Happens all the time.
Used to be all CD players were considered "perfect" but people still heard differences. No explanation until "jitter" was discovered.
Until then people were told it was "all in your head".
I'm sure the measurements still haven't caught up with everything that can be perceived by the human hear.
I think that the emotional side of the feelings we perceive can not be measured while listening music, and other subjective perceptions. Mainly those are related to the relation between you and the music played, and maybe the way you feel, sad, happy, stressed out, tired, etc...
Mitch I don't know what kind of engineer are those, but the soundstage is a result of location of the drivers/mikes while recording, phase, and delay of the signal and it could be altered during the recording process, by different methods, and of course measured and controlled, here is an article about that process, written by Christopher Huston Senior Acoustical Engineer of Rives Audio, a recording engineer and producer with over 80 gold and platinum albums to his credit, with over 30 years experience in studio and listening room design. His experience and insight into this subject is second to none, and how to control acoustics in different evironments...but it is true that it is a combination of factors and not very easy to measure, IMO it is more a result, than a parameter to be measured...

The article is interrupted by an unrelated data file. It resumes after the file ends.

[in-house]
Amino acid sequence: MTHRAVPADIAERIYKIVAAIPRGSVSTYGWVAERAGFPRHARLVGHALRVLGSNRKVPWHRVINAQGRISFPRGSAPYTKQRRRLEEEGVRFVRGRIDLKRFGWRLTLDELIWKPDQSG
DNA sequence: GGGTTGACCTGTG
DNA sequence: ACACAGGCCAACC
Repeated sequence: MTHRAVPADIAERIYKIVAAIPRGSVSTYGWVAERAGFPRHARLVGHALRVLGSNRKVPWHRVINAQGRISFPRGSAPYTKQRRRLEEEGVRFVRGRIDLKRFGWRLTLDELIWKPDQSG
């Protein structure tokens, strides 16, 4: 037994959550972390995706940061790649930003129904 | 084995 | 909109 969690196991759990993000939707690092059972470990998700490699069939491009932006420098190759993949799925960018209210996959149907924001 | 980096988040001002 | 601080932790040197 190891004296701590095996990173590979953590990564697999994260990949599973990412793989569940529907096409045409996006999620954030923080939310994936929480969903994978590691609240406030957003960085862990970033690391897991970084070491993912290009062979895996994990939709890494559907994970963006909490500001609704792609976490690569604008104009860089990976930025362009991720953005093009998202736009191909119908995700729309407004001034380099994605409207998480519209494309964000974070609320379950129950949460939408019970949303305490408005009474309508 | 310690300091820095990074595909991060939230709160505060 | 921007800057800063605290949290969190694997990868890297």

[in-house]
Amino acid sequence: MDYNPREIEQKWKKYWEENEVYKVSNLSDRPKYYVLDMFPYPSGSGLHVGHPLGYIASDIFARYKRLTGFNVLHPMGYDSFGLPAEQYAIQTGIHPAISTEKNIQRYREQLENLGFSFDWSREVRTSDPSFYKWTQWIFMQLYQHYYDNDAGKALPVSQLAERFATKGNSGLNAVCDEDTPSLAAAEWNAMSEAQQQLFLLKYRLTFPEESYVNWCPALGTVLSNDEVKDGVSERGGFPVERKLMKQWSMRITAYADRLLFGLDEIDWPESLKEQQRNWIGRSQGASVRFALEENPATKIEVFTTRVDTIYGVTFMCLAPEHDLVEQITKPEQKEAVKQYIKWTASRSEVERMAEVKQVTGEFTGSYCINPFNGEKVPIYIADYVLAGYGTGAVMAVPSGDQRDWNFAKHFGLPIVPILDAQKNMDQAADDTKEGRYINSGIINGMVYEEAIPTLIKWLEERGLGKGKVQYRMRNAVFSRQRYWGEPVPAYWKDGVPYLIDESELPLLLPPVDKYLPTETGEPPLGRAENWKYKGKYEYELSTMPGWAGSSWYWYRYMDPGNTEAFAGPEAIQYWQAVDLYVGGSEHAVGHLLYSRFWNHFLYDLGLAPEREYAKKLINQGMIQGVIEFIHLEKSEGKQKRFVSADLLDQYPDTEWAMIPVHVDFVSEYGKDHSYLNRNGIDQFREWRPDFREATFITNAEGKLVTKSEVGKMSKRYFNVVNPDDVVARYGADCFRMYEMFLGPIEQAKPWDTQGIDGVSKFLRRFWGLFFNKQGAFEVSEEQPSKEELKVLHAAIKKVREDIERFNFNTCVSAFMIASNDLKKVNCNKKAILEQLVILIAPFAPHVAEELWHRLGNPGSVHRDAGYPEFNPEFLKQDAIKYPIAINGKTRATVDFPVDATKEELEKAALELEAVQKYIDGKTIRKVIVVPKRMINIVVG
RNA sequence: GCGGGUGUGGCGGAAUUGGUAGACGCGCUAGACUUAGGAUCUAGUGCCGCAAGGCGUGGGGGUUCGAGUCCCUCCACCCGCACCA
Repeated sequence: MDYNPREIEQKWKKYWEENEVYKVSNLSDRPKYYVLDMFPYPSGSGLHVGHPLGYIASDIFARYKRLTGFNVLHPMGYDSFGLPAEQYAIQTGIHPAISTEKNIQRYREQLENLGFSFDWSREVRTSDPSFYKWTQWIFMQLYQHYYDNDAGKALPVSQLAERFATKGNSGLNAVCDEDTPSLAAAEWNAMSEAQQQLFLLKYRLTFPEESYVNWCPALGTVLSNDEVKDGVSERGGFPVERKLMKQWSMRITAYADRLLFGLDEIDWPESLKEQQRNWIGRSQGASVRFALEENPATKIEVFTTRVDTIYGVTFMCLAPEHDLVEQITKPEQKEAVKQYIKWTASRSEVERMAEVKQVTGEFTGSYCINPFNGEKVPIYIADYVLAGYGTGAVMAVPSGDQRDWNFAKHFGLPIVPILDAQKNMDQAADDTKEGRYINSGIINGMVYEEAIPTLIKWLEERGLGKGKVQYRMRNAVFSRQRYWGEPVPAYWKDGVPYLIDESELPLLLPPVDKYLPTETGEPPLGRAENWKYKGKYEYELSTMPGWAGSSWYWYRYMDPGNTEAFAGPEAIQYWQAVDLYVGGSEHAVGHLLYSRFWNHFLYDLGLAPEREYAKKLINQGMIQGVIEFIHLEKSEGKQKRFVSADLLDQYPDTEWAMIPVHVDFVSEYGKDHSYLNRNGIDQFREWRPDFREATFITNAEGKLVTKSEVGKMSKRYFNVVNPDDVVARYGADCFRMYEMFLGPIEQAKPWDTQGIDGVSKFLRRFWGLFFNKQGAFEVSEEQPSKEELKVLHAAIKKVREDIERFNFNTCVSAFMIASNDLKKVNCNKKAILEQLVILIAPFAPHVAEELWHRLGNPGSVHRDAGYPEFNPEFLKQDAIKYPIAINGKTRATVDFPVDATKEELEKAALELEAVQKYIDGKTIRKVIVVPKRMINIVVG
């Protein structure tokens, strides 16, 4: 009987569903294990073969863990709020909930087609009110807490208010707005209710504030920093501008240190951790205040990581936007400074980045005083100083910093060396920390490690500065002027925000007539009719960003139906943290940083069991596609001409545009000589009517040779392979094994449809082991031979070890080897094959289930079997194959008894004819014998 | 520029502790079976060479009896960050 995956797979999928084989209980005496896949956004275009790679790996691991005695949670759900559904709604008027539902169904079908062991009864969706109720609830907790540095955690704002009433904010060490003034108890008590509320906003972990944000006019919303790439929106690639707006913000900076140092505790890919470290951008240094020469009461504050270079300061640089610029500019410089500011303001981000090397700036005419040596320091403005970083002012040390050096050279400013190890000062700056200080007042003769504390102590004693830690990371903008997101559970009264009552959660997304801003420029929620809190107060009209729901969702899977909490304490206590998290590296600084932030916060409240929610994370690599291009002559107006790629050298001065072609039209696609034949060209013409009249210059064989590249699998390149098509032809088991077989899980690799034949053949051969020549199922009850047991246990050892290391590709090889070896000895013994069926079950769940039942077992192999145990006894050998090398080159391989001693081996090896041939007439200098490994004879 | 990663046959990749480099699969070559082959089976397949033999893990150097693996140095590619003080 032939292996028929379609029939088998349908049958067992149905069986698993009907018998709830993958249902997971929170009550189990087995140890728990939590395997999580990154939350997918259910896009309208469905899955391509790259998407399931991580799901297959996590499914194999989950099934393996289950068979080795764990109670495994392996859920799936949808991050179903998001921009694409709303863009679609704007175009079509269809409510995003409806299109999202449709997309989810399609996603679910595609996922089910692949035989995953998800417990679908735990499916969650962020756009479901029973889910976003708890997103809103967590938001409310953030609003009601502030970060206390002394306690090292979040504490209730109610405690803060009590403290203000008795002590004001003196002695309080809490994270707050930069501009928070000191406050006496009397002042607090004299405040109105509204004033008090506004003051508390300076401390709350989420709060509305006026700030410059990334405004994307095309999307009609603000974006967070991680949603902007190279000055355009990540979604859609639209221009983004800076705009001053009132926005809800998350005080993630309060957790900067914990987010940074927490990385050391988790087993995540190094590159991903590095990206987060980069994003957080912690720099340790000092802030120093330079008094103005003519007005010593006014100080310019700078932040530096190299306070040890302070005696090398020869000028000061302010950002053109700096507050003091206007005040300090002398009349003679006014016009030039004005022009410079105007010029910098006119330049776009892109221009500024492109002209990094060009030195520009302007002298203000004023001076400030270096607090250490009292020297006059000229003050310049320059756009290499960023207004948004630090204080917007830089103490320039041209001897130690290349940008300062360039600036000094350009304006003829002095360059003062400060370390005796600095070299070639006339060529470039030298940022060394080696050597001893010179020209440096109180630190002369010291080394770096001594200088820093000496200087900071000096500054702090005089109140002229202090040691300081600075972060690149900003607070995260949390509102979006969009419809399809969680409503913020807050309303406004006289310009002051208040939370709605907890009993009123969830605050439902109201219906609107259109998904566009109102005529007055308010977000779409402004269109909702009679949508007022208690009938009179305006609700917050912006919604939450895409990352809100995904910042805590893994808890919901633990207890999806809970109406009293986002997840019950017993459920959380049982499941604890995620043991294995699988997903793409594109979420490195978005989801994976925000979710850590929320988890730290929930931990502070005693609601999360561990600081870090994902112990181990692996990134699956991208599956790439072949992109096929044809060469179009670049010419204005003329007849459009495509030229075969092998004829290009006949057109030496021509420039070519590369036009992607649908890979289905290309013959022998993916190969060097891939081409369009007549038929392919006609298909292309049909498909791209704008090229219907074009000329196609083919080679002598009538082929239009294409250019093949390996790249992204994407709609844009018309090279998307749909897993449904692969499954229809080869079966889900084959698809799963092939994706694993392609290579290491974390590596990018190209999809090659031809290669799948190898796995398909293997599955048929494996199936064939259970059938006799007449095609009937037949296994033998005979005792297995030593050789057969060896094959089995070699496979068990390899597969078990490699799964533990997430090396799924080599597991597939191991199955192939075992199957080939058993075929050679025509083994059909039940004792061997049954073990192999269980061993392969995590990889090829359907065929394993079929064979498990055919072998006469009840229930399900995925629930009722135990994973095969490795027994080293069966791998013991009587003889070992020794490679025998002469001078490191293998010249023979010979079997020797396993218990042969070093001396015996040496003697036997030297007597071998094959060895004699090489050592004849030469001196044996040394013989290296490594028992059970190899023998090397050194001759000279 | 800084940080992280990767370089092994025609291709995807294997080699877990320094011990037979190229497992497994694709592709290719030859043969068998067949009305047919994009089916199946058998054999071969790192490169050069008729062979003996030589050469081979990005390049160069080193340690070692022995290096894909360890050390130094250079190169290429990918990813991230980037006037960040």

Sound that at the end we screw them all in our homes...